Monday, January 30, 2017

Things Just Happen Sometimes
I was out and about on my aging Kawasaki ATV yesterday moving along in its lowest forward speed through some tall grass and weeds.  As luck would have it, I chanced upon an ant hill I didn’t know existed, much less at that spot.  By the time I discovered its presence I was sitting high and dry on top of it with wheels spinning.  The foot operated transmission shifting lever pushes downward to change directions from forward to reverse.  When I attempted this maneuver the lever would not move due to the ant hill underneath the frame.  So, there I sat.  It would not go forward, and I could not put it in reverse.
As I pondered the situation a similar event came to mind from when I was about ten or twelve years old.  Several members of our family were working in the woods cutting, blocking, and splitting firewood for home heating.  I was driving an Allis Chalmers C model farm tractor with an attached trailer loaded with wood headed to the house for unloading.  That model tractor had what was known as a narrow front end, with its two front wheels in very close proximity as opposed to a wide front end where the wheels are spaced several feet apart.  As I traversed the woods trail with my outfit I started past a tree on the left side of the roadway.  At that point the tractor slid sideways down a small incline to the left.  The tractor’s left side came up against the tree at the front of the rear axle.  I attempted to push the clutch to put the transmission in neutral, but the foot clutch lever was tight against the tree.  One rear wheel continued to slowly turn on the somewhat icy surface.  In a few seconds I shut off the engine to stop the wheels turning.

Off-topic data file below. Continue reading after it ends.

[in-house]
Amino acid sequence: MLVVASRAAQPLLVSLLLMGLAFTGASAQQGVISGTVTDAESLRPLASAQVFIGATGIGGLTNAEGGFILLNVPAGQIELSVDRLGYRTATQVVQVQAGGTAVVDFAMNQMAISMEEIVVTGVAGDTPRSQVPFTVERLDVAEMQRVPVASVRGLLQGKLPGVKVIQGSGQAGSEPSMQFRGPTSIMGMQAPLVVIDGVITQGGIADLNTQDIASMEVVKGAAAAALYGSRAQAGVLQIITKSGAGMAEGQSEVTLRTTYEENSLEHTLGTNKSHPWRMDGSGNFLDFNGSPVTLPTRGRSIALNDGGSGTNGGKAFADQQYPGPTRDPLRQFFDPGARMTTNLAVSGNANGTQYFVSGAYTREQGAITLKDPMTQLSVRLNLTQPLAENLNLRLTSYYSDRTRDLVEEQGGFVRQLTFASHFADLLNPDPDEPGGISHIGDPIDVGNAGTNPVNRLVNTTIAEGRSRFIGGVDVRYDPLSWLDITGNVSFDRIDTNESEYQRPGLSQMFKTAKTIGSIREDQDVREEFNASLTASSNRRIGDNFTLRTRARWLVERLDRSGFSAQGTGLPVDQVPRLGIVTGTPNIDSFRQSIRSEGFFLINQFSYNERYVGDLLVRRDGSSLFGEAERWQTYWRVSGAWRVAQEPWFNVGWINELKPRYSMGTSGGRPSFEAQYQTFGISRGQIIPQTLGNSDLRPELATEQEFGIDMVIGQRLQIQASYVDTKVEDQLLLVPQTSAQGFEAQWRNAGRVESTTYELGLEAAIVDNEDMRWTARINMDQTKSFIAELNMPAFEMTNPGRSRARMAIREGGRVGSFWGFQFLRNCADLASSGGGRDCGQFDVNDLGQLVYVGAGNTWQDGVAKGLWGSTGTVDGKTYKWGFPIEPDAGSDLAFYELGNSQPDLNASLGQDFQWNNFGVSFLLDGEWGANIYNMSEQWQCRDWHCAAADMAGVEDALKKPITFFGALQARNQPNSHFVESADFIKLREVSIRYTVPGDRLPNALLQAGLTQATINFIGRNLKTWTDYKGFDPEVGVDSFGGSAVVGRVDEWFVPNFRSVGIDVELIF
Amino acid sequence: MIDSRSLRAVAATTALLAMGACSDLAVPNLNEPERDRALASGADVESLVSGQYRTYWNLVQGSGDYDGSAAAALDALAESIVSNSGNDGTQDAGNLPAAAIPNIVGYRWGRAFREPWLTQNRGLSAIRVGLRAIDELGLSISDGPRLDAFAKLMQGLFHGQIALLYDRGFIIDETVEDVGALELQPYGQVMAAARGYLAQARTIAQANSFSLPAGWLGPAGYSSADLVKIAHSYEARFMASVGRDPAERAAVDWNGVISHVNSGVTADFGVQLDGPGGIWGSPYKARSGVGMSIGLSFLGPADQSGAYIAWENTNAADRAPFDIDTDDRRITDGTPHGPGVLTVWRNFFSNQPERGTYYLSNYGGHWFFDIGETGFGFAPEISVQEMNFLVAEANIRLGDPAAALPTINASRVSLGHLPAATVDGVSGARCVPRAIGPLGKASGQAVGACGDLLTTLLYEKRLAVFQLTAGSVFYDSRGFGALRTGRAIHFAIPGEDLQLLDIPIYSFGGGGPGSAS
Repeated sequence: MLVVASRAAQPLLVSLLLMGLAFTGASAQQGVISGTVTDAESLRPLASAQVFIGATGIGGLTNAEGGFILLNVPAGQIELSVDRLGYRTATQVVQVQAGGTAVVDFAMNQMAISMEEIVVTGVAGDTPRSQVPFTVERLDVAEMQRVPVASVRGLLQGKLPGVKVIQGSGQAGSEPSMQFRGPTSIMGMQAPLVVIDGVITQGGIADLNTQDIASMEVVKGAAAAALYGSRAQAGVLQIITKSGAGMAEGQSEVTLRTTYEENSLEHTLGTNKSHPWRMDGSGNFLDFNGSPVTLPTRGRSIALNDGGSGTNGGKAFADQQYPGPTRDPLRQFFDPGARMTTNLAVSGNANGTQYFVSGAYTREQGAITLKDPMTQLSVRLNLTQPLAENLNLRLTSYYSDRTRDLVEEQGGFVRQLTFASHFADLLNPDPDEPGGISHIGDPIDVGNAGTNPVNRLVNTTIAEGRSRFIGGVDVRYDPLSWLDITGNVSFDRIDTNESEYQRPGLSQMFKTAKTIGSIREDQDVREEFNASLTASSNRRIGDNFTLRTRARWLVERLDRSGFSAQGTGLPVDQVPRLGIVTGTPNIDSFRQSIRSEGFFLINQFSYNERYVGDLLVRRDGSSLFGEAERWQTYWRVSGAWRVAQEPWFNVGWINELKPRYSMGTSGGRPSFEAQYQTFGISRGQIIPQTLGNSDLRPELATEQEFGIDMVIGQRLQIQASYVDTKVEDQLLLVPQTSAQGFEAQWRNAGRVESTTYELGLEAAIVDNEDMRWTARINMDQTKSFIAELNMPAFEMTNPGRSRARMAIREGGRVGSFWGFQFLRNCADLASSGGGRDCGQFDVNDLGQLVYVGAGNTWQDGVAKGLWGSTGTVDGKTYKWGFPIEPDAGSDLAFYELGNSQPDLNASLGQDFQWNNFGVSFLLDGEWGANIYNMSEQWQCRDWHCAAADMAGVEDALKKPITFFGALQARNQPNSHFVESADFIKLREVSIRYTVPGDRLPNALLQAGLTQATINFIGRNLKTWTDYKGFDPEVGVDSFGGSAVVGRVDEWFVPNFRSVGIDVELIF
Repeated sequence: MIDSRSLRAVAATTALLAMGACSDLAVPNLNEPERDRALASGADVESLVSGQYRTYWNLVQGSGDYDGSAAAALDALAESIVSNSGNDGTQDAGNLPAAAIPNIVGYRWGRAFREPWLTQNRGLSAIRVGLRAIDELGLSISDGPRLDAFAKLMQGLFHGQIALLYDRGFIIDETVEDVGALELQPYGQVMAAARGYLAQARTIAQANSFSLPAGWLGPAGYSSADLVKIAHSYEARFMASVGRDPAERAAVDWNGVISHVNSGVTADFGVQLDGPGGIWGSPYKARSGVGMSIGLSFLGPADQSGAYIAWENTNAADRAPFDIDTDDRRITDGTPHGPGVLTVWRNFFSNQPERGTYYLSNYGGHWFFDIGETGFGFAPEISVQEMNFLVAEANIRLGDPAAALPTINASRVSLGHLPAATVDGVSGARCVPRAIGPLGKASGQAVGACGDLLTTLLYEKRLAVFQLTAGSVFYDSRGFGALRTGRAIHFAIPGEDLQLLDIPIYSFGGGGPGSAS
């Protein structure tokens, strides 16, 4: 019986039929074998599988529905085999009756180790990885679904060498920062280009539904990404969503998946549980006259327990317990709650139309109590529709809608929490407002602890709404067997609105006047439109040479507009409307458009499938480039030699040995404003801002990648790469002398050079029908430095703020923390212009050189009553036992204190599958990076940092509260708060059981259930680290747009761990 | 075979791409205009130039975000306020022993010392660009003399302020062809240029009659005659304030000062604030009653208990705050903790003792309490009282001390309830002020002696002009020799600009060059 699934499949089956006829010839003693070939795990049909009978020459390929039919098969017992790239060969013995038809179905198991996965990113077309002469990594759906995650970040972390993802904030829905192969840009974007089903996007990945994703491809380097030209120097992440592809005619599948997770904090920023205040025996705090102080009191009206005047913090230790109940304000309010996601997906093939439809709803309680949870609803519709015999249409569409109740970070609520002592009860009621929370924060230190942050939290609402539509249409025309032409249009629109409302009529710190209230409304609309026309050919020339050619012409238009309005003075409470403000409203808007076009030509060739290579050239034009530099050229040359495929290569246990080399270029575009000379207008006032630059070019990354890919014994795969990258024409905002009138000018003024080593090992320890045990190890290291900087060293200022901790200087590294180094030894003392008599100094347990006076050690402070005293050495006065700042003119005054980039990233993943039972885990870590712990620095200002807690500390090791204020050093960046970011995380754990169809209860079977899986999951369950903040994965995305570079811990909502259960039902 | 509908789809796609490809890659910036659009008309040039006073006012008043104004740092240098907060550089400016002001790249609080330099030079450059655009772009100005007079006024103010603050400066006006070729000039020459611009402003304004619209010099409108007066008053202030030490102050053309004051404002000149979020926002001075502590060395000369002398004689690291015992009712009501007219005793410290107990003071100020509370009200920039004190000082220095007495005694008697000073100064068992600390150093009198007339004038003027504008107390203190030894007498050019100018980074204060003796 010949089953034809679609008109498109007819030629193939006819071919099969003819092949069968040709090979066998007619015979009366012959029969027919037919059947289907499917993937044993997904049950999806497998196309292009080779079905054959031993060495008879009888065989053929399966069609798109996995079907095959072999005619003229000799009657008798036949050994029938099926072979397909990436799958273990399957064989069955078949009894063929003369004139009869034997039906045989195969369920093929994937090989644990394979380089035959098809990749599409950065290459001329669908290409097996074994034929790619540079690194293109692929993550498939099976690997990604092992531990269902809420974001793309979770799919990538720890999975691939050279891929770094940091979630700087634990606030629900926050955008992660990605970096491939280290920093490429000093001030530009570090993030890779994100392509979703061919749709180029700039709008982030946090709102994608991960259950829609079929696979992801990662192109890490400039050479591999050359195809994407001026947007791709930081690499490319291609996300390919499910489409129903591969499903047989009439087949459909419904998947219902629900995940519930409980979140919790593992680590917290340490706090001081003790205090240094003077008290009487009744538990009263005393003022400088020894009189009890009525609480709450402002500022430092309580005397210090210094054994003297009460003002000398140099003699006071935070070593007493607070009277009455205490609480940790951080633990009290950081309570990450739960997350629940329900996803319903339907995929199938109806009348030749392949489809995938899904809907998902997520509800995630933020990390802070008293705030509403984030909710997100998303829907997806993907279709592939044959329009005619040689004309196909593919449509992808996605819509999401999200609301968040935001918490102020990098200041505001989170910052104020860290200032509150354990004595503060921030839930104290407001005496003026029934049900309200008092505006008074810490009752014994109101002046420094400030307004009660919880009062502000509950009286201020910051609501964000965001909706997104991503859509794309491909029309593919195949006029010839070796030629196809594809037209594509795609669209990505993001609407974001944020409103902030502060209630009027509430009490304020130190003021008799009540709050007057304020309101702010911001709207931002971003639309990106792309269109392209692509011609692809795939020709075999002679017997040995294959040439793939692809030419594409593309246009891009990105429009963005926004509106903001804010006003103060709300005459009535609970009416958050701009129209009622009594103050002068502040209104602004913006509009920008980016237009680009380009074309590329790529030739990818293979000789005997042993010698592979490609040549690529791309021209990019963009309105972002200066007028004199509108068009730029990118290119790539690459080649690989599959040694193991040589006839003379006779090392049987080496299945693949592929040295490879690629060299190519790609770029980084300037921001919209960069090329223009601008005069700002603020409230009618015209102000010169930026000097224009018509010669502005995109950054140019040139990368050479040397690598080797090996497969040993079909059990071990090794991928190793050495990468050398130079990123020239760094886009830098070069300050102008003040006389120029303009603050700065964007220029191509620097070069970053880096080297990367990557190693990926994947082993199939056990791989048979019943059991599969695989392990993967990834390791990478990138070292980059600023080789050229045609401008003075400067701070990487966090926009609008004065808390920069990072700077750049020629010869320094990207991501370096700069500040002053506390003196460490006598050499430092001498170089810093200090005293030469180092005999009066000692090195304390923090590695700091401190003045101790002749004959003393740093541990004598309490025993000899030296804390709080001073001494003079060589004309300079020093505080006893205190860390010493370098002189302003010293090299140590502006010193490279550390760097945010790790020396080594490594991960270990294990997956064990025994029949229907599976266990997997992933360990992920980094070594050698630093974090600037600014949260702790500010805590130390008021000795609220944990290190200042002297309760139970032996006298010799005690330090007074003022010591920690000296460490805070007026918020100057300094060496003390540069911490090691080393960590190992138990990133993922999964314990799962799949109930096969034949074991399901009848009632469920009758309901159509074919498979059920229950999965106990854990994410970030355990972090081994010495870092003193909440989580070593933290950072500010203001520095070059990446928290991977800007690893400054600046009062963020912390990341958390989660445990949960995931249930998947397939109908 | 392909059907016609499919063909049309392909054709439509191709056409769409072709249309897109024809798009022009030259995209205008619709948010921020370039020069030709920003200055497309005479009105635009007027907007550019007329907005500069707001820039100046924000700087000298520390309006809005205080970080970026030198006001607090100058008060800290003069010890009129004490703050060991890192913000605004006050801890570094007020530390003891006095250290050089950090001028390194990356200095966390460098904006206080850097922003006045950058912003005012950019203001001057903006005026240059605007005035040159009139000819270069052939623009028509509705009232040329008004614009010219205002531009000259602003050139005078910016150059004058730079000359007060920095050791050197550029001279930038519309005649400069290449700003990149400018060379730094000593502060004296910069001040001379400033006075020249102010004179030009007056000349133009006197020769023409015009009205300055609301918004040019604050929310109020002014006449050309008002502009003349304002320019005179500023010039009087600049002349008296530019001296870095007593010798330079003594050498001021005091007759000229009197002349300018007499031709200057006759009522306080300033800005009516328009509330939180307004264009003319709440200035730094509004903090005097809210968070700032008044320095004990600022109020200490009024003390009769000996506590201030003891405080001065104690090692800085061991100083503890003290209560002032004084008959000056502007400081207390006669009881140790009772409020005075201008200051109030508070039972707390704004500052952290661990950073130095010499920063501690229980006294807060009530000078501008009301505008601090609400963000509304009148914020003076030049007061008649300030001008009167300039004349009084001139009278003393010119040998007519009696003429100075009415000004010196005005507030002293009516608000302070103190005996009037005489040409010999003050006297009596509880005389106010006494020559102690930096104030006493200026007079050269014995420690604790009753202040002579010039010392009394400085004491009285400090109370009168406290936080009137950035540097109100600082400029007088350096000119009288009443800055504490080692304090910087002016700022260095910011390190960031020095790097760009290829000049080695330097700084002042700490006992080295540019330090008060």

I walked back to where the others were yet working, to tell them of my misfortune.  Another tractor was brought to the scene, and after much laughter at my expense, it pulled my rig backwards until it was free to move on its own again.

This brings me back to the present.  Yesterday, I recalled an old snowmobiling trick.  By standing up on the machine it could be rocked back and forth sideways.  This allowed first one side, and then the other to gain a moment of traction.  In a few seconds it had freed itself and I was on my way again.

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